That said, the Top Escape Rooms Project’s Phase 1 dataset is loaded with hidden gems that only received a single nomination.
For instance, David was the only person to nominate Piwnica Quest’s Midnight Killer MK II from Wroclaw, Poland… probably because he was the only person participating who had played it (although he won’t shut up about it).
We are confident that there are many more hidden gems out there that the well-traveled enthusiasts haven’t uncovered yet.
As with any data set, this one is biased. These are the top escape rooms of this community. It’s a group of people mainly in Western Europe and North America. This community listens to each other’s recommendations. That created a bit of a feedback loop. (That’s not a knock against this community. It happens in any community where people like and respect each other.)
The Top Escape Rooms Project was created for the love of escape rooms. It wasn’t about the clicks, links, or ad revenue. It wasn’t designed as a marketing ploy. It was simply about the joy of finding the best escape rooms in the world.
We have so much respect for this.
The Question of Best
At Room Escape Artist, we don’t focus on “best.” Our award, The Golden Lock-In Award (2017, 2016, and 2015), focuses on “favorites.”
We think about how escape rooms – both companies and games – succeed and how they could improve.
We think about what aspects of the games fit individual preferences. What is most fun for me isn’t necessarily right for you.
We analyze escape rooms in shades of gray.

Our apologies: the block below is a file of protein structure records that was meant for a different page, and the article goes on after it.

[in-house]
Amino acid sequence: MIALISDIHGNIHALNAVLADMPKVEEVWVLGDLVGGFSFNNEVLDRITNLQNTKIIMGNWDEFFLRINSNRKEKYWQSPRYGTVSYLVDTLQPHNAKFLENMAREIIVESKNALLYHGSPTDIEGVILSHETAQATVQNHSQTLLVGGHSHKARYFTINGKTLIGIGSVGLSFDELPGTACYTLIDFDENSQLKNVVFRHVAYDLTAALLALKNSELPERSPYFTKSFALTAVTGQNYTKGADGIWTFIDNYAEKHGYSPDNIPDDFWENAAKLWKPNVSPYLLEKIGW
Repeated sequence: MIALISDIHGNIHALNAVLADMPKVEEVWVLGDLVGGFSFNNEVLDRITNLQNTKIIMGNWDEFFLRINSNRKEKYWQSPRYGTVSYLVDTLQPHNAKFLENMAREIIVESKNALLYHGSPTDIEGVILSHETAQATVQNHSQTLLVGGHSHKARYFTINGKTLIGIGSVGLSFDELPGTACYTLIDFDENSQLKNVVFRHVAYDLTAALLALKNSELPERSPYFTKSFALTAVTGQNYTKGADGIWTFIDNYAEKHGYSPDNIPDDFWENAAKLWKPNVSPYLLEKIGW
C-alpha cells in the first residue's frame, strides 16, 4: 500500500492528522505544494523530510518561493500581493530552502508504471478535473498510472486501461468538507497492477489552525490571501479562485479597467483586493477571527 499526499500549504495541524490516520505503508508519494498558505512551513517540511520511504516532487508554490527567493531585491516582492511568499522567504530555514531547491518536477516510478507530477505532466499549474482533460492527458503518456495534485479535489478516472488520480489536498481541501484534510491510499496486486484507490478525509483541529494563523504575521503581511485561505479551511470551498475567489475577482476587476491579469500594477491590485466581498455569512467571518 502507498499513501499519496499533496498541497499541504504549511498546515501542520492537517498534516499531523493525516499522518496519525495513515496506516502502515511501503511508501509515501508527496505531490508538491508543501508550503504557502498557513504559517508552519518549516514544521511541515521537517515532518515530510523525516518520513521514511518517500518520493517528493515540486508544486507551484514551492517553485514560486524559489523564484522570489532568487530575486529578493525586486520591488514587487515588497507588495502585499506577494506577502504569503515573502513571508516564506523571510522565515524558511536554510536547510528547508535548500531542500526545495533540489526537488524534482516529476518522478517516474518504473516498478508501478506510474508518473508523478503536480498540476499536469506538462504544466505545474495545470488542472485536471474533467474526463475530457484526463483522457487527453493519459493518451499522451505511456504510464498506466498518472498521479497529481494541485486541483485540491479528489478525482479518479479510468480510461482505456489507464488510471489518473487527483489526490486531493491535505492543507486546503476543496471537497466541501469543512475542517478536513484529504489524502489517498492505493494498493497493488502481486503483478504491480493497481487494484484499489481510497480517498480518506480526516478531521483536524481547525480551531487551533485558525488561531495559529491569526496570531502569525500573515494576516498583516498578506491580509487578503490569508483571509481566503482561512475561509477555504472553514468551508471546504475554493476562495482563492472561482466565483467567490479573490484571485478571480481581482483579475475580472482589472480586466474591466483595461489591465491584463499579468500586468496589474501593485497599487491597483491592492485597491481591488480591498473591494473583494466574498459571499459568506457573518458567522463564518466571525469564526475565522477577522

That said, the internet demands “best.” We search for the best this and the best that, for a shortcut to the superlative in any one thing. There’s a place for it. We commend the Top Escape Rooms Project on its incredible achievement in conceptualizing and delivering an outstanding list of best escape rooms.
Your description under the heading “The Question of Best” is why REA is so valuable to the rest of us. “Best” is a flawed term for escape rooms but without question is not going away. There is no “Best” ice cream flavor though there are definitely favorites. What makes an ice cream flavor good? That requires a more nuanced exploration, depends on personal preferences, and so much more. That is what REA gives us readers. Thank You!
We’re so glad to hear this! Thank you for the support!
Yup. This was an incredibly great project and I whole heartedly agree with the methodology and idea of “best”. It really is up to the individual, but I’m confident that with the level of experience of the participants, anything that made the list is going to be a good chance of being great for pretty much anyone (the rooms I’ve played on the list happen to by MY personal favorites as well). I am looking forward to playing a couple more of the top 25 rooms here in about a week. Thank you so much for this write up and of course to Rich Bragg for doing the Top Escape Room Project!
You’re welcome! And, we agree 100%. The entire list is an amazing list. We can’t wait to hear what you think of the rooms you play in a week 🙂
We have done ALL of the escape rooms at 13th Gate in Baton Rouge, all of the rooms at Escape My Room in New Orleans, The Man From Beyond at Strange Bird in Houston, Lab Rats in Los Angeles, Stash House in Los Angeles, The Edison Room at Palace Games in San Francisco and many more. (All are top notch escape rooms in the U.S., but I think Cut-Throat Cavern in Baton Rouge is my favorite!)
That is quite an outstanding list of games. 🙂 If you’ve played more than 50 games total, you should definitely register to vote in TERPECA!
The escape room projects that you’ve shared here are interesting, and I want to get more details about a few of these projects mentioned here. If you can share those details with me, I’d appreciate it.
The math runs deep on this one. Feel free to give the project’s methodology section: https://topescaperoomsproject.com/2020/#